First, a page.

Date: Sunday, November 7, 2021
Session Type: Abstract Session
Session Time: 4:30PM-4:45PM
Background/Purpose: The COVID-19 pandemic has caused over 3 million deaths. Having inflammatory arthritis (IA) and anti-rheumatic medications increase the risk of infections. Comorbidities, common in IA, have been associated with increased mortality with COVID-19. In the U.K, including Wales, governments advised vulnerable individuals including many patients with IA to self-isolate at home (shielding) by letters.
A small primary care cohort and the global rheumatology registry found an increased risk of severe disease and mortality in patients with rheumatic diseases (4-5). Comorbidities and a moderate to a high dose of glucocorticoids were associated with a higher risk of being hospitalised.
Using the complete COVID-19 test data for the entire nation of Wales, U.K, we compared the incidence and mortality of COVID-19 in patients with IA with controls for an entire nation with a 3 million population
Methods: All individuals who tested positive for COVID-19 from 1/3/20 to 12/05/21 formed the population. Primary care and hospital healthcare records were linked anonymously using a multiple encryption system by NHS Wales Informatics Service (6). Individuals with diagnosis codes for Rheumatoid Arthritis, Psoriatic Arthritis and Ankylosing Spondylitis comprised the IA patients, while those without these codes were the control population. Individuals who were under 18 years of age when tested for COVID-19 were excluded from the analysis.
The incidence rate of COVID-19 was assessed by Chi-square statistics. COX proportional hazard models were used to generate hazard ratios (HR) of death following COVID-19 for IA patients compared to controls. Univariable analysis informed the significant candidate variables (at p< 0.05 level of significance) to be added to the final model in a stepwise model. Analyses were conducted for 1st (Mar-Jun 20) and 2nd (Sep 20-May 21) waves as well as in between these periods.
Results: Over 3 million COVID-19 tests were conducted. The incidence rate of COVID-19 for patients with IA was 2,031/100,000, compared to 22,755/100,000 for those without IA (Chi-Square p=0.0001). Patients with IA were statistically significantly older and had more comorbidities.
The proportion of patients with IA admitted to hospital post-COVID test was statistically significantly higher compared to those without IA (1st wave: difference 24.5%, 95% CI: 18.4-30.7). The proportion of patients deceased following COVID-19 was statistically significantly higher in IA patients during the first wave (difference 21.4, 95% CI: 15.7 to 27.4) and second wave (difference 10.9, 95% CI: 8.6 to 13.6) (Table 1).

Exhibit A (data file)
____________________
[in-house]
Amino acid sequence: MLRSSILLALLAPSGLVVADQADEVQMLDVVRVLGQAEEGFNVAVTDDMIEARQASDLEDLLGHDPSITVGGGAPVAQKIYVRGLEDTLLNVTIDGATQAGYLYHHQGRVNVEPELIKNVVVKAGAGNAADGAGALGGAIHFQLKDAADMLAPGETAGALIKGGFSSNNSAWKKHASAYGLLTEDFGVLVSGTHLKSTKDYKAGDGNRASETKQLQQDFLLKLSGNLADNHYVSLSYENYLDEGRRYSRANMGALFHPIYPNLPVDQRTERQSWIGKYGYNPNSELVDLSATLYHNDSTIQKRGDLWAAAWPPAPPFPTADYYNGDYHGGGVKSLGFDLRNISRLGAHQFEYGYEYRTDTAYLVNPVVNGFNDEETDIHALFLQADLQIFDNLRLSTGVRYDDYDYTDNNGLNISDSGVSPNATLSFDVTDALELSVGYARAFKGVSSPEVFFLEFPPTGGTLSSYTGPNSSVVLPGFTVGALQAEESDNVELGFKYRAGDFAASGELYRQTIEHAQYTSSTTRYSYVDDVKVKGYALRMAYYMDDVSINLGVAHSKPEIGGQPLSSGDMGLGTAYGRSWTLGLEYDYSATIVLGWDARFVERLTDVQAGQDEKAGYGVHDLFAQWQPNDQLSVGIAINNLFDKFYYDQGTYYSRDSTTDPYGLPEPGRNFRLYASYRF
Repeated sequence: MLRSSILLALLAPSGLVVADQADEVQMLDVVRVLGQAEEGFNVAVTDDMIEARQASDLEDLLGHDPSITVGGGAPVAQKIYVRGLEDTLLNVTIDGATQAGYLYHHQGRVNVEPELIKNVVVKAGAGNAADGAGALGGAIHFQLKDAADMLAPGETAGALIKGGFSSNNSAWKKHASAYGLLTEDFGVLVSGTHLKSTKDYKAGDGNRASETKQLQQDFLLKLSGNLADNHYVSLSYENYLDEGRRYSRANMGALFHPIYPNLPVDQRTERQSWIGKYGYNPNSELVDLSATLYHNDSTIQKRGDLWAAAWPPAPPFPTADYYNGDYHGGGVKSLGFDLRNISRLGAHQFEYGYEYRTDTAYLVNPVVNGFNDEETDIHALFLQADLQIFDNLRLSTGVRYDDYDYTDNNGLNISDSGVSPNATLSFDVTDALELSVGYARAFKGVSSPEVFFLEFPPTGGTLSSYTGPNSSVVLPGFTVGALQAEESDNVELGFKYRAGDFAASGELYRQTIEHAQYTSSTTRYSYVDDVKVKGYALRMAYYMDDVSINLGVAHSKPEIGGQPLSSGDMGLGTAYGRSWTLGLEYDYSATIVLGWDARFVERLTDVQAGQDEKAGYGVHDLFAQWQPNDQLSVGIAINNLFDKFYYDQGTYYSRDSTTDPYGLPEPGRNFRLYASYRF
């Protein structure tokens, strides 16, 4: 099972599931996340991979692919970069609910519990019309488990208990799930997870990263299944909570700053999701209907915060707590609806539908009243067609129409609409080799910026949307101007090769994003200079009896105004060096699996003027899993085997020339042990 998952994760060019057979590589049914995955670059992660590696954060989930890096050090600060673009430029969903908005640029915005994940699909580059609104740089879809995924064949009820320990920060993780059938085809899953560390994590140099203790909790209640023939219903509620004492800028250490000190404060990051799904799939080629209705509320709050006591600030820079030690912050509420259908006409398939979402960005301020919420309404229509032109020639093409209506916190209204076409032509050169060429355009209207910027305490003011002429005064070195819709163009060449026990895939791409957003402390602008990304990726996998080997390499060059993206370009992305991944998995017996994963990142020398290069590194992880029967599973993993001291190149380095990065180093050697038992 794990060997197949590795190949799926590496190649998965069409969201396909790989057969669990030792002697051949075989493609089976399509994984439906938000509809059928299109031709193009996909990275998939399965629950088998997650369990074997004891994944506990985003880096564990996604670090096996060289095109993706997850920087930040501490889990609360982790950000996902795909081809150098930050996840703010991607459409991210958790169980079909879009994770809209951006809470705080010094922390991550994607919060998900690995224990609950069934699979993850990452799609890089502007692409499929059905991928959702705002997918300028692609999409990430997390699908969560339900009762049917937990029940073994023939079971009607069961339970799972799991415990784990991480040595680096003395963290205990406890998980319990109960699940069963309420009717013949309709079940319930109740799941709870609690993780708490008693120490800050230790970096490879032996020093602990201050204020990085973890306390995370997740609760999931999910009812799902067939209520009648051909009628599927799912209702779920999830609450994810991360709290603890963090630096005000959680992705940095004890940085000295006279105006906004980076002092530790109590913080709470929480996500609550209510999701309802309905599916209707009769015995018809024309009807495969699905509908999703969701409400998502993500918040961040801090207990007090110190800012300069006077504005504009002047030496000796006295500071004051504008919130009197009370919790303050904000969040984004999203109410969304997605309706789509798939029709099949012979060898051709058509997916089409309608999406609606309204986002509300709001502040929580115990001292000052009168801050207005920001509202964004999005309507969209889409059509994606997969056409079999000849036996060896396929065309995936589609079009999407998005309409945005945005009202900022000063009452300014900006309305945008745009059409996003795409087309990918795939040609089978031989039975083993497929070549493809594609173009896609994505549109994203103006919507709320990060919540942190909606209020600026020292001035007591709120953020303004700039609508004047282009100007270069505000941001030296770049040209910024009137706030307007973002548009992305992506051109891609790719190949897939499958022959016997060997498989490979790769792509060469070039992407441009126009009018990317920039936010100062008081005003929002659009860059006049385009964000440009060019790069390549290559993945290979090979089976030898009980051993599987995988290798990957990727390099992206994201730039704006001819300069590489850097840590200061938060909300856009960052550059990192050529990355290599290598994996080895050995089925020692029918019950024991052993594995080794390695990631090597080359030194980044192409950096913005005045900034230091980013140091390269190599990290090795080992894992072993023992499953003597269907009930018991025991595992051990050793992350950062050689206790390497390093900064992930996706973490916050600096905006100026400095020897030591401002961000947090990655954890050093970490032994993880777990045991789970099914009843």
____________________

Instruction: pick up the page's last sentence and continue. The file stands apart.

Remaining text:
Adjusted COX hazard models showed that being a shielded individual, advanced age, ever smoker, diabetes, previous history of serious infection requiring hospitalisation and glucocorticoids were associated with increased risk of death in IA patients compared to controls (Table 1). Being female was associated with a reduced risk of death.
Conclusion: Patients with IA have a lower risk of contracting COVID perhaps due to shielding. Mortality was significantly higher in IA patients compared to controls which was due to older age and had more comorbidities. The only IA related risk factor associated with higher mortality was corticosteroids.
To cite this abstract in AMA style:Cooksey R, Atkinson M, Choy E. Lower Incidence of COVID-19 but Higher Mortality in Patients with Inflammatory Arthritis Compared to Controls in Wales, United Kingdom: A Population Epidemiological Study [abstract]. Arthritis Rheumatol. 2021; 73 (suppl 9). https://acrabstracts.org/abstract/lower-incidence-of-covid-19-but-higher-mortality-in-patients-with-inflammatory-arthritis-compared-to-controls-in-wales-united-kingdom-a-population-epidemiological-study/. Accessed January 27, 2023.
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ACR Meeting Abstracts - https://acrabstracts.org/abstract/lower-incidence-of-covid-19-but-higher-mortality-in-patients-with-inflammatory-arthritis-compared-to-controls-in-wales-united-kingdom-a-population-epidemiological-study/